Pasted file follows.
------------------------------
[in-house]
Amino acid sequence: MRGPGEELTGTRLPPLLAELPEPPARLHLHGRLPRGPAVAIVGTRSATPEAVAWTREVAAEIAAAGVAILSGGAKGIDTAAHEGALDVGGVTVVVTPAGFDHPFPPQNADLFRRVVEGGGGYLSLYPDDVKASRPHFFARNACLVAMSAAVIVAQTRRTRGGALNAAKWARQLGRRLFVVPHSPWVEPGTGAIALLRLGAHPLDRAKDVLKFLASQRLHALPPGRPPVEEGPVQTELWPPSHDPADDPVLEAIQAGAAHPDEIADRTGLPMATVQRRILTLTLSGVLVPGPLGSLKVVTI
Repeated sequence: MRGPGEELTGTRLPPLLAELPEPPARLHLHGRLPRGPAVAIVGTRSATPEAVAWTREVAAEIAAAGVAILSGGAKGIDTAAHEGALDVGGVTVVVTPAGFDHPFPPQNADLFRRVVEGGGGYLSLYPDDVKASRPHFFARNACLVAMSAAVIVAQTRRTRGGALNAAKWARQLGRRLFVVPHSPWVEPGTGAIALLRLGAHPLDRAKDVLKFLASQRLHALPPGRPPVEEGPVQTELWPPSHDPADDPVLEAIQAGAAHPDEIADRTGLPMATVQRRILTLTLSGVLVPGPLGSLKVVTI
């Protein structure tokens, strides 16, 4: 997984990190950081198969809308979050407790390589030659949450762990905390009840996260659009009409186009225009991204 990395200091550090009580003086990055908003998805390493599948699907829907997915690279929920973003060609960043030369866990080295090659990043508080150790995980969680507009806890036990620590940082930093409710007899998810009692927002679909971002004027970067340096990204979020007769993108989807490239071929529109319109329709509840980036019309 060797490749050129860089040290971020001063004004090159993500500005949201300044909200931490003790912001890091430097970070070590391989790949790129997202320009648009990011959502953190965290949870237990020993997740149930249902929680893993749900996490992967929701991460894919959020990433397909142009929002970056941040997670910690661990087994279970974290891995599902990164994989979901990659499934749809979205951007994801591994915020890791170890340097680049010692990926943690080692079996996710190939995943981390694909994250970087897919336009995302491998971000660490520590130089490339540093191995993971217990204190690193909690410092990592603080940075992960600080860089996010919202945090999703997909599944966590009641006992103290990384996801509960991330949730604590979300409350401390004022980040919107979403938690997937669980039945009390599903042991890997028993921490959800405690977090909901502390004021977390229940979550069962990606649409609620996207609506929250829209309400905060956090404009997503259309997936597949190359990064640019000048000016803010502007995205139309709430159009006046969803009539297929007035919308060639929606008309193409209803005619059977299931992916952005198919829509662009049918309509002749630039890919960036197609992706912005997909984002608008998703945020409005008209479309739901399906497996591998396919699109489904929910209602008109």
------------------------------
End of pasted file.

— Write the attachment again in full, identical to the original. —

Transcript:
[in-house]
Amino acid sequence: MRGPGEELTGTRLPPLLAELPEPPARLHLHGRLPRGPAVAIVGTRSATPEAVAWTREVAAEIAAAGVAILSGGAKGIDTAAHEGALDVGGVTVVVTPAGFDHPFPPQNADLFRRVVEGGGGYLSLYPDDVKASRPHFFARNACLVAMSAAVIVAQTRRTRGGALNAAKWARQLGRRLFVVPHSPWVEPGTGAIALLRLGAHPLDRAKDVLKFLASQRLHALPPGRPPVEEGPVQTELWPPSHDPADDPVLEAIQAGAAHPDEIADRTGLPMATVQRRILTLTLSGVLVPGPLGSLKVVTI
Repeated sequence: MRGPGEELTGTRLPPLLAELPEPPARLHLHGRLPRGPAVAIVGTRSATPEAVAWTREVAAEIAAAGVAILSGGAKGIDTAAHEGALDVGGVTVVVTPAGFDHPFPPQNADLFRRVVEGGGGYLSLYPDDVKASRPHFFARNACLVAMSAAVIVAQTRRTRGGALNAAKWARQLGRRLFVVPHSPWVEPGTGAIALLRLGAHPLDRAKDVLKFLASQRLHALPPGRPPVEEGPVQTELWPPSHDPADDPVLEAIQAGAAHPDEIADRTGLPMATVQRRILTLTLSGVLVPGPLGSLKVVTI
């Protein structure tokens, strides 16, 4: 997984990190950081198969809308979050407790390589030659949450762990905390009840996260659009009409186009225009991204 990395200091550090009580003086990055908003998805390493599948699907829907997915690279929920973003060609960043030369866990080295090659990043508080150790995980969680507009806890036990620590940082930093409710007899998810009692927002679909971002004027970067340096990204979020007769993108989807490239071929529109319109329709509840980036019309 060797490749050129860089040290971020001063004004090159993500500005949201300044909200931490003790912001890091430097970070070590391989790949790129997202320009648009990011959502953190965290949870237990020993997740149930249902929680893993749900996490992967929701991460894919959020990433397909142009929002970056941040997670910690661990087994279970974290891995599902990164994989979901990659499934749809979205951007994801591994915020890791170890340097680049010692990926943690080692079996996710190939995943981390694909994250970087897919336009995302491998971000660490520590130089490339540093191995993971217990204190690193909690410092990592603080940075992960600080860089996010919202945090999703997909599944966590009641006992103290990384996801509960991330949730604590979300409350401390004022980040919107979403938690997937669980039945009390599903042991890997028993921490959800405690977090909901502390004021977390229940979550069962990606649409609620996207609506929250829209309400905060956090404009997503259309997936597949190359990064640019000048000016803010502007995205139309709430159009006046969803009539297929007035919308060639929606008309193409209803005619059977299931992916952005198919829509662009049918309509002749630039890919960036197609992706912005997909984002608008998703945020409005008209479309739901399906497996591998396919699109489904929910209602008109």